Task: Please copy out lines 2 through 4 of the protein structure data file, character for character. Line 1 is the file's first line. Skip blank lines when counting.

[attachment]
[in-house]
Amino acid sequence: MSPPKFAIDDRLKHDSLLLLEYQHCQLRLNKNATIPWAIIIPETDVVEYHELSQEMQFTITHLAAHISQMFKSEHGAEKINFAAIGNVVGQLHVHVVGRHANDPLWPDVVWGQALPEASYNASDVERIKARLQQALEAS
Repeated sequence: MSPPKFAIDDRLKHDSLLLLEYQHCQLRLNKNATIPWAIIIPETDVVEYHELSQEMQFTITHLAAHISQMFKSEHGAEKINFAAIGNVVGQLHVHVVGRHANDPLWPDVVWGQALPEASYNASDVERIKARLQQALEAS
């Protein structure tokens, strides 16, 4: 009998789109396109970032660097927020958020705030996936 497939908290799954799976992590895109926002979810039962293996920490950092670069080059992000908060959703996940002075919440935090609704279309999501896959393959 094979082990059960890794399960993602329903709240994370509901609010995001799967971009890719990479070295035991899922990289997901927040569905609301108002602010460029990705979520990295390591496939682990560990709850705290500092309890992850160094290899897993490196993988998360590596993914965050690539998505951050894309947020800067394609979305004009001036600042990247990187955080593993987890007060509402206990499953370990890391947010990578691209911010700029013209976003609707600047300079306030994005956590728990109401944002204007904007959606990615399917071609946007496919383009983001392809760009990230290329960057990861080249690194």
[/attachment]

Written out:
Amino acid sequence: MSPPKFAIDDRLKHDSLLLLEYQHCQLRLNKNATIPWAIIIPETDVVEYHELSQEMQFTITHLAAHISQMFKSEHGAEKINFAAIGNVVGQLHVHVVGRHANDPLWPDVVWGQALPEASYNASDVERIKARLQQALEAS
Repeated sequence: MSPPKFAIDDRLKHDSLLLLEYQHCQLRLNKNATIPWAIIIPETDVVEYHELSQEMQFTITHLAAHISQMFKSEHGAEKINFAAIGNVVGQLHVHVVGRHANDPLWPDVVWGQALPEASYNASDVERIKARLQQALEAS
């Protein structure tokens, strides 16, 4: 009998789109396109970032660097927020958020705030996936 497939908290799954799976992590895109926002979810039962293996920490950092670069080059992000908060959703996940002075919440935090609704279309999501896959393959 094979082990059960890794399960993602329903709240994370509901609010995001799967971009890719990479070295035991899922990289997901927040569905609301108002602010460029990705979520990295390591496939682990560990709850705290500092309890992850160094290899897993490196993988998360590596993914965050690539998505951050894309947020800067394609979305004009001036600042990247990187955080593993987890007060509402206990499953370990890391947010990578691209911010700029013209976003609707600047300079306030994005956590728990109401944002204007904007959606990615399917071609946007496919383009983001392809760009990230290329960057990861080249690194």